Man who acted as money mule as part of €23k fraud receives suspended sentence
A man who acted as a money mule as part of a fraud in which €23,000 was laundered through his account has received a fully suspended sentence, reports Brion Hoban.
Aaron McGuirk (23) provided his bank details to those operating an email fraud for €1,000 as he was “embarrassed” he could not afford to do things with his girlfriend and friends.
Dublin Circuit Criminal Court
McGuirk of De Selby Lane, Blessington Road, Tallaght, pleaded guilty at Dublin Circuit Criminal Court to possession of the proceeds of criminal conduct within the State on October 10, 2018. He has no previous convictions.
Detective Garda David Jennings told Pieter Le Vert BL, prosecuting, that in October 2018, the accounts manager of a Romanian company, which was the central office for a number of tourism businesses in different countries, received an email purporting to be from a colleague in Thailand.
Det Garda Jennings said the email stated that there would be a change of bank details for the business in Thailand with immediate effect. The email account had in fact been hacked and was providing false details.
The detective said that on October 10, 2018, a payment was made to the business in Thailand and €23,747 was transferred using the new bank details. The company never received the money, which instead went into the bank account of the accused man.
Some €13,000 of the money was withdrawn from the account over the next two days, while €10,000 was transferred into another account. None of the money has ever been recovered.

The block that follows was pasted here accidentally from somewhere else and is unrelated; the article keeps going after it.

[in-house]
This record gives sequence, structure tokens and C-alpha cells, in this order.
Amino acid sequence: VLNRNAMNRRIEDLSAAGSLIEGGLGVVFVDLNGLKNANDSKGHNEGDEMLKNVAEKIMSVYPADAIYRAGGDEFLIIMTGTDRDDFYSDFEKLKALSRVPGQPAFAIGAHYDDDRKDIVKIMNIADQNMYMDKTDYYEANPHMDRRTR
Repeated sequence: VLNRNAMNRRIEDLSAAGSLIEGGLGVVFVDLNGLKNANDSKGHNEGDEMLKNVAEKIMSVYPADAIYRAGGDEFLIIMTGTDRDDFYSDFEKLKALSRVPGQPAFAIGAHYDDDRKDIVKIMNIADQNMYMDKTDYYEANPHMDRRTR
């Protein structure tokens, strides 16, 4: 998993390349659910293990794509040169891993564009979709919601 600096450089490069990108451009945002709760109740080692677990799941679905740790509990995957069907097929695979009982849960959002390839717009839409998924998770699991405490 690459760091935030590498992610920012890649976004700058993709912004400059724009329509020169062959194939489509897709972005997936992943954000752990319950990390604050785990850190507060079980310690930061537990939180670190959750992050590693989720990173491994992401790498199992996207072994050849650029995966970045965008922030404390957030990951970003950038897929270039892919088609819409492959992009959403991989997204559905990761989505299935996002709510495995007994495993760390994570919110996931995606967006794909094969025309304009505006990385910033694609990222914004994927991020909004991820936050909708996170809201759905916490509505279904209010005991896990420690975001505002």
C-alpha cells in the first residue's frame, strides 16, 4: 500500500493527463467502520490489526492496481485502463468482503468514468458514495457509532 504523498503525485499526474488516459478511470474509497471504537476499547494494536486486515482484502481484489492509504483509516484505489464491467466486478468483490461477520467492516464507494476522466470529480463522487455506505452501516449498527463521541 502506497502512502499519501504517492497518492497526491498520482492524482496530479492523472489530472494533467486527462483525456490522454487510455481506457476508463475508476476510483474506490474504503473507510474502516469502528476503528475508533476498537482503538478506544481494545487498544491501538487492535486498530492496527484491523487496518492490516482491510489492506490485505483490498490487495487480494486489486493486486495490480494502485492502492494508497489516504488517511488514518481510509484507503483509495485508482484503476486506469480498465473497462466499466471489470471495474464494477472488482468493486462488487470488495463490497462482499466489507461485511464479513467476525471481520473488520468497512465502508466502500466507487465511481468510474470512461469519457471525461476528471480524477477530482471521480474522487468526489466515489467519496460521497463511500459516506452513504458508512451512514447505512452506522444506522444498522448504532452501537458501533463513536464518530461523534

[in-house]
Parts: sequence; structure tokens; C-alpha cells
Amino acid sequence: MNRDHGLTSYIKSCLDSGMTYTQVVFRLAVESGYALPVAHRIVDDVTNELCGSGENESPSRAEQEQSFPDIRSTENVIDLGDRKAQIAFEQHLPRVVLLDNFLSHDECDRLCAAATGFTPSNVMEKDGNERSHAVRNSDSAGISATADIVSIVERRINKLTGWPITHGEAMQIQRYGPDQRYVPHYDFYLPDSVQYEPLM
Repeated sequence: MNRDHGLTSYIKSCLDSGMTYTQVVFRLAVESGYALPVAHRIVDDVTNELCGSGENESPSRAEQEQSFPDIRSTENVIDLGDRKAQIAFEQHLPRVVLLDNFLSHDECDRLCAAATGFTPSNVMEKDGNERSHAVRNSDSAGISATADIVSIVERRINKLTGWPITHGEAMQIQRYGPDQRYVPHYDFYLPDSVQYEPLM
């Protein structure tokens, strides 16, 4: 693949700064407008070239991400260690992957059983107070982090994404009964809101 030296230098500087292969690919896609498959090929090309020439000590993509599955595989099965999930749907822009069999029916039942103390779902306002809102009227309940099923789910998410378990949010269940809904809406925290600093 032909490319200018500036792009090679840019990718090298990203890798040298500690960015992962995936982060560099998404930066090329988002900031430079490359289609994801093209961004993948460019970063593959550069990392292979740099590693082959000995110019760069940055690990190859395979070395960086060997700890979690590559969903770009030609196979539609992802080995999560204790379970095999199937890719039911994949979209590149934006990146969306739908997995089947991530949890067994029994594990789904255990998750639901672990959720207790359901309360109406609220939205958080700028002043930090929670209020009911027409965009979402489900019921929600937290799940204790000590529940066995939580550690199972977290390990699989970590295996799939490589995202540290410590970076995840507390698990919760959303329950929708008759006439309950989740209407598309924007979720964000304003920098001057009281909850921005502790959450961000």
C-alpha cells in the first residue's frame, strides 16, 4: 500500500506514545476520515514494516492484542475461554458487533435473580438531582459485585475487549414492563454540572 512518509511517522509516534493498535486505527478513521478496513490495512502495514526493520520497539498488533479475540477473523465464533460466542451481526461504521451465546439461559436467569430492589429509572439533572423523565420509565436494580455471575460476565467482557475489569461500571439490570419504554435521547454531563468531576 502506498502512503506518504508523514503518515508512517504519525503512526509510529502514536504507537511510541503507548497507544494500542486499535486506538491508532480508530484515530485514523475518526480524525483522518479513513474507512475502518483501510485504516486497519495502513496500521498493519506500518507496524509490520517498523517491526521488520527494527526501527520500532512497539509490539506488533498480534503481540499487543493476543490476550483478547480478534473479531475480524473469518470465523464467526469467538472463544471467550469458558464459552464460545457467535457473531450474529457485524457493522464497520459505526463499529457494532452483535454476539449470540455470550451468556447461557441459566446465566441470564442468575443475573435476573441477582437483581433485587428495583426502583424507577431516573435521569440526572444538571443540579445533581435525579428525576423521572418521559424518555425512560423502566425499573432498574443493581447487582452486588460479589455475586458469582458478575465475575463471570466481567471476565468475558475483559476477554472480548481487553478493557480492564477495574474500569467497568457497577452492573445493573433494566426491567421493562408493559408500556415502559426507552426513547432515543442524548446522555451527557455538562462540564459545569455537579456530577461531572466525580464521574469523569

In interview with gardaí following his arrest, McGuirk said he was in need of money and took an opportunity he should not have. He said the total gain for himself was €1,000.
McGuirk said he had withdrawn some of the money himself from various places. He said he wanted to apologise to whoever he impacted with his actions.
Det Garda Jennings agreed with John Griffin BL, defending, that there was no suggestion his client was directly involved with the fraud and only acted as a “mule”. He agreed there was “little to no money” in McGuirk’s account at the time of the offence.
Mr Griffin said his client became involved in the offending as he did not have enough money and he felt “embarrassed” he could not do things with his girlfriend and friends.
Counsel said his client currently works for a company which installs medical equipment in hospitals and homes. He said his client is also involved with a charity which provides food and tents to homeless people.
Mr Griffin said his client had €2,000 with him present in court.
Judge Melanie Greally said there is a “proliferation of young men in particular” coming before the court for this offence.
Judge Greally said the court must ask itself whether a non-custodial sentence meets the principle of general deterrence. She said there was an abundance of mitigation in this case and the accused has the ability to make a positive impact in the community.
She sentenced McGuirk to two-and-a-half years imprisonment, but suspended the entirety of the sentence on strict conditions.
Judge Greally also ordered that the €2,000 be handed over to the Peter McVerry Trust.